New legislation might be required to deal with the "major problem" of cable theft on the railways, Transport Minister Norman Baker has told MPs.
British Transport Police (BTP) now regarded cable theft, which had resulted in severe delays to passenger services, as second only to terrorism in its list of priorities, Mr Baker told the House of Commons Transport Committee.
He went on: "BTP has indicated that it would be helpful to have new powers. There is a general concern, which I am very happy to share, that the legislation in place isn't designed for the spate of thefts we are seeing."
Mr Baker said that no options had been ruled out, including a possible change to the 1964 Scrap Metal Dealers Act. He said that the rail industry had initially taken the view that it was best not to publicise cable theft to try to avoid "copy-cat activities".
He went on: "It's now a major problem and it's very serious for the rail industry, for passengers and for industry.
"This problem transcends the railway. It has affected motorways, the coastguard and the telecoms industry. The level of theft tends to follow the price of copper and other metals on world markets."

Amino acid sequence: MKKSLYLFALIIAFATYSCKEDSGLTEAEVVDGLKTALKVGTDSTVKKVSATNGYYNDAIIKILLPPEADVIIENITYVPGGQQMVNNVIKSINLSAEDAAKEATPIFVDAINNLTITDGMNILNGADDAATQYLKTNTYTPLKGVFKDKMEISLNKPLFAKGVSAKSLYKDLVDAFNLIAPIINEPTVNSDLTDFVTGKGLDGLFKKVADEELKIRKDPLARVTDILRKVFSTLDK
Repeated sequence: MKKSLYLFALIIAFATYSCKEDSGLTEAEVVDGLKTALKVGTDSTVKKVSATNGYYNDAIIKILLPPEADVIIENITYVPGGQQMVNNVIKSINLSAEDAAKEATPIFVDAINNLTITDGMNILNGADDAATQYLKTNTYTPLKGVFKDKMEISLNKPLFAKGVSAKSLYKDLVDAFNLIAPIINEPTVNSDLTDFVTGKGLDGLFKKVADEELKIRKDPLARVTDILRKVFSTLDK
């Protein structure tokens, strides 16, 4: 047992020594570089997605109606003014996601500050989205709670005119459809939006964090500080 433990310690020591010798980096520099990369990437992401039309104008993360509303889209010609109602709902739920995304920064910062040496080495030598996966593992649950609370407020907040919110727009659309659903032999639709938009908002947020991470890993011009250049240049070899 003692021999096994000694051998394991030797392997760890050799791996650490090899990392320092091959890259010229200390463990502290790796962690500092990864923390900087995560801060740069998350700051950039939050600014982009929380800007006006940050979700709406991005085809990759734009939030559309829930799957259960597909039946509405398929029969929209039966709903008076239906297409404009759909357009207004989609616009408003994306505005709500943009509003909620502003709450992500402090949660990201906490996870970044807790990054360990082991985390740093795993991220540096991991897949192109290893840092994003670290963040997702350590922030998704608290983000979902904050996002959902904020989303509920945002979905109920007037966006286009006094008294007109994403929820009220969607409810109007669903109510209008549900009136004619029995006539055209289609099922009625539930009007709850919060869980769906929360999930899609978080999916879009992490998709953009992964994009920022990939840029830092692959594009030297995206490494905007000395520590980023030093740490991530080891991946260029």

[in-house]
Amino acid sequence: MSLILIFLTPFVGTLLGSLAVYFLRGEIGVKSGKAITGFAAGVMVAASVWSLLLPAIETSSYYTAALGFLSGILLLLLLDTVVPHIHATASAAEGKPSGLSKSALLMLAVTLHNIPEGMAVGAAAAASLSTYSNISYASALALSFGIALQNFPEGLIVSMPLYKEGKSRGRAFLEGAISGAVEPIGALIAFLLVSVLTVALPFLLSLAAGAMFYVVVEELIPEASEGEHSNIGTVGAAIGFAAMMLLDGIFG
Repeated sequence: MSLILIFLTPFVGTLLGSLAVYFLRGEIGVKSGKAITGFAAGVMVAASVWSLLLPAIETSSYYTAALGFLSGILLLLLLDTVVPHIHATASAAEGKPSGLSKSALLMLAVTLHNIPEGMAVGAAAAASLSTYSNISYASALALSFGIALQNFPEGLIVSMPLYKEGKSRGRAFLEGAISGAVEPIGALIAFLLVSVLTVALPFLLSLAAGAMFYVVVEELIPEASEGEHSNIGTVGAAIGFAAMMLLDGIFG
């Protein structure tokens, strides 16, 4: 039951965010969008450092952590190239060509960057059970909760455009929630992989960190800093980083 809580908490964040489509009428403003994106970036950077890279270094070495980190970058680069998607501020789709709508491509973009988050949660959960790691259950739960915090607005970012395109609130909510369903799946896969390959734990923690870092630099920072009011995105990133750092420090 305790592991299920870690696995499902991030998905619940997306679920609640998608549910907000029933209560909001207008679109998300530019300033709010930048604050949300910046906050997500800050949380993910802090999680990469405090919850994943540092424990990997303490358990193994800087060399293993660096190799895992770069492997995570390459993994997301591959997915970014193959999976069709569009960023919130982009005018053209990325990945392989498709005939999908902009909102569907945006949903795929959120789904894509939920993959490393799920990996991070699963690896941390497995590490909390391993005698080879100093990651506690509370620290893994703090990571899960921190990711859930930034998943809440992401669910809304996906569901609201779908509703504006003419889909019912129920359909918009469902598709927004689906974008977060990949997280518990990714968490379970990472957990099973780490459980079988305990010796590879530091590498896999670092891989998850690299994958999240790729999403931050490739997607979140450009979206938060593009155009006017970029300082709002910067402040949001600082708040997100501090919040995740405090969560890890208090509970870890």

Mr Baker said that a newly-formed cross-ministerial group had already met twice to discuss the problem and has looked at what could be done to issue new guidance to the Environment Agency in terms of looking at scrapyards receiving rail cable.
Mr Baker added that Network Rail (NR) was looking to bury cables in particularly vulnerable areas and making sure that cables were properly marked so they could more easily identified if they turned up at scrapyards.
He also told MPs that it was hoped that NR could keep cable theft-caused disruption to train services to a minimum.
The committee's chairman Louise Ellman MP said that NR had said that cable theft had cost the railways £43 million over the last three years, plus costing the general economy about £16-20 million a year.
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